Saturday, April 29, 2006

Recipe Index

Beverages, Appetizers, Breakfast Foods, and Snacks:
Apple Granola Muffins
Romesco Sauce
Whole Wheat Scones
Great Granola
Molasses Oat Banana Bread (Chemically Sensitive Version
Apple Muffins
Pina Colada Muffins
Chocolate Chip Pumpkin Pecan Muffins
Classic Hummus
Gallo Pinto
Banana Cranberry Muffins
Banana Pecan Scones with Cinnamon Glaze
Berry Banana Smoothie
Foofy Citrus Cocktail
Chocolate-Covered Cherry Martini
Berry Breakfast Yogurt
Roasted Red Pepper Baba Ghanosh

Soups, Salads, Sides, and Breads:
Spicy Cheese Rolls
Rosemary-Cornmeal Bread
Easy, Lightened Fried Rice
Blue Cheese Dressing
Crock Pot Split Pea Soup
Cabbage Soup
Fiesta Rice
Simple Soup Blueprint
Creamy Garlic Mashed Potatoes
Cabbage Leek Soup
Whatever's in the Fridge Pasta Salad
Camping Potatoes
Cauliflower Leek Soup
Super-Easy Tofu-Pea Soup
Bean and Barley Soup
Alphabet Soup
Quick and Easy Potato-Leek Soup
Vegetable Stock

Main Dishes:
Vegetarian Shepherd's Pie
Roasted Vegetable Pasta
Crockpot Peanut Stew
Summer Squash Pasta
Pasta Con Pomodori e Funghi
Tofu Asada
Grilled Tofu and Veggies
Marinara Sauce
Sesame Noodles With Broccoli
Bean and Cheese Enchiladas
Light (But Not Too Light) Fettucine Alfredo With Roasted Vegetables
Butternut Squash Tortellini with Mushrooms and Pine Nuts
Mushroom Pot Pie
Quick Chickpea-Spinach Curry
Mushroom Lovers Pizzer
Penne Alla Vodka
Capellini With Asparagus, Mushrooms, and Lemon
Vodka Tomato-Cream Sauce
So Many Veggies Pizza
Pasta with Mushrooms and Goat Cheese
Roasted Chile-Jack Cheese Tamales
Penne with Pesto, Mushrooms, and Roasted Red Peppers
Pasta Geronimo
Black Bean and Corn Enchiladas
Curry Couscous
Mushroom Sauce Variations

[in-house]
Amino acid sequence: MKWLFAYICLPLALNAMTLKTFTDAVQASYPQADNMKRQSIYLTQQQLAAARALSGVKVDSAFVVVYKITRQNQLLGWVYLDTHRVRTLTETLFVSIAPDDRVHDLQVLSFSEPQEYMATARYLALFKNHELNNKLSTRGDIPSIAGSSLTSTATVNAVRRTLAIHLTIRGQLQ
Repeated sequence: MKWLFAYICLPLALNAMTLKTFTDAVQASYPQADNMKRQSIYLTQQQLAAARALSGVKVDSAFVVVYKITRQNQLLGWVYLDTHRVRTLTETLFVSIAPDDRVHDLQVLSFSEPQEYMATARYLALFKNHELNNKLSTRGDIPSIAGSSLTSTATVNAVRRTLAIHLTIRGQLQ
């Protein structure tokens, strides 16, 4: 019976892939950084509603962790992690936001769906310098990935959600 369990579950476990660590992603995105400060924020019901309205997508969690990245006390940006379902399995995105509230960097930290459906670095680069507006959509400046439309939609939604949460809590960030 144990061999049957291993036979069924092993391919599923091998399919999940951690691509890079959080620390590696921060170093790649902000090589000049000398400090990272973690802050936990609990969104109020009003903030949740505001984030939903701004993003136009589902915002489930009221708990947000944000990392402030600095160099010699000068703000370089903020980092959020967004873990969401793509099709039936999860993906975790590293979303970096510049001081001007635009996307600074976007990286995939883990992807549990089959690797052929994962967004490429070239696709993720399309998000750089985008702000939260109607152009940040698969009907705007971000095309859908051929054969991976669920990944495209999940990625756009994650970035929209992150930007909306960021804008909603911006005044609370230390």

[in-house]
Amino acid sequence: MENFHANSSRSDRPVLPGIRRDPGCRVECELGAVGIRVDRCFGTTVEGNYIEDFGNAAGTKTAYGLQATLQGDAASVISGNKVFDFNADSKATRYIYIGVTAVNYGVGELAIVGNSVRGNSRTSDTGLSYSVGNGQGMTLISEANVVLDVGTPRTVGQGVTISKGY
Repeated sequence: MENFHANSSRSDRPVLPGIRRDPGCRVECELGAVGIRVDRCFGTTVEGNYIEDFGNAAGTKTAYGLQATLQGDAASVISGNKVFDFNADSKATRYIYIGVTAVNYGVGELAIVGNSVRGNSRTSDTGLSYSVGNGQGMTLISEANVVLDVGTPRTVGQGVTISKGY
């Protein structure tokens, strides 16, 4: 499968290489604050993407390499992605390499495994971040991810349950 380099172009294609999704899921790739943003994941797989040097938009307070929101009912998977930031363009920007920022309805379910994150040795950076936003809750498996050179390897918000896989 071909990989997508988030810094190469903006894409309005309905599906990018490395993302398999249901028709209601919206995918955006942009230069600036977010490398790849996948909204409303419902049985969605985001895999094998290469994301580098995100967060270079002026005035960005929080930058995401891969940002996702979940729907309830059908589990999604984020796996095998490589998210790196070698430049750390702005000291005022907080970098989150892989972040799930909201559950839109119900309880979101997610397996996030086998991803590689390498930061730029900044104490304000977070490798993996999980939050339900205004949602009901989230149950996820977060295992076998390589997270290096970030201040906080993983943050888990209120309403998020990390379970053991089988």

Hedonistic Fudgies
Triple Almond Brownies
Pear Goat Cheese Tartlets
Cinnamon Stick Ice Cream
Mini Cheesecakes
Coffee-Heath Bar Crunch Ice Cream
Coconut Ice Cream
Black and White Cookies
My Super Fudge Chunk Ice Cream
Cookies and Cream Ice Cream
Rice Pudding My Way
Cheater's Non-Dairy Baklava
Chocolate Cherry Layer Cake
Peanut Butter Cup Ice Cream
Mint Chip Ice Cream
Fudgy Walnut Brownies

2006 Finished Knitting Projects

French press cozy

Hourglass Sweater
Somewhat Cowl
Marie Louise's Lace Sweater
Tempting II
Belle Epoque
Leo Sweater

Wraps, Shawls, and Scarves
Branching Out
Sister Scarf
Airy Scarf
Lacy V Scarf
Opera Scarf
Candle Flame Shawl
Heavenly Stole
Hint of Spring Scarf
Opera Scarf

Felted Bracelet Bags
Farmer's Market Bag

Baby Stuff
Garter Stitch Baby Blanket
Picot Dress
Dainty Bootees
Argyle Cardigan
Child's Placket Pullover
Baby Bunny Hat
Angora Baby Booties, again
Simple Top With Contrast Stripe
Baby Beluga Bolero
Lacy Bonnet
Angora Baby Booties
Child's Placket Pullover
Pinwheel Baby Blanket
Heirloom Silk Shawl

Socks and Hats
Manly Hat
Snow Queen Hat

Still Life With Sock

Never fear, this blog will not turn into an art photography site, but I rather like this piece, which features an inch of sock, a broken size 1 dpn, and a sleeping cat. So, I'm knitting along on my first Jaywalker, and on my very first double decrease, I break the tip of my Brittany Birch dpn. Argh. I have another set of dpns, but they're longer, 7" Clovers. We'll see how that goes. So far, the sock knitting is fine, and is an excellent distraction from checking for mumps symptoms. I have not become seized with the urge to take the sock places and document its travels. I have not started waxing lyrical about the virtues of sock knitting. I am still dubious about the whole process. I will continue to document my progress, so please watch for signs of Sock Knitting Psychosis. I do seem to suffer from mild Sock Yarn Obsessive Disorder, however, but they make sock yarn in such great colors, who can resist drooling over yarn websites? And sock knitting does inspire Jerry Seinfeld-like stand-up comedy in my head. "So, what's the deal with knitting socks? Talk about your tiny needles! But seriously, sock knitters always have the cleanest teeth, folks--they carry around their own set of toothpicks!" Ahem. So, anyway....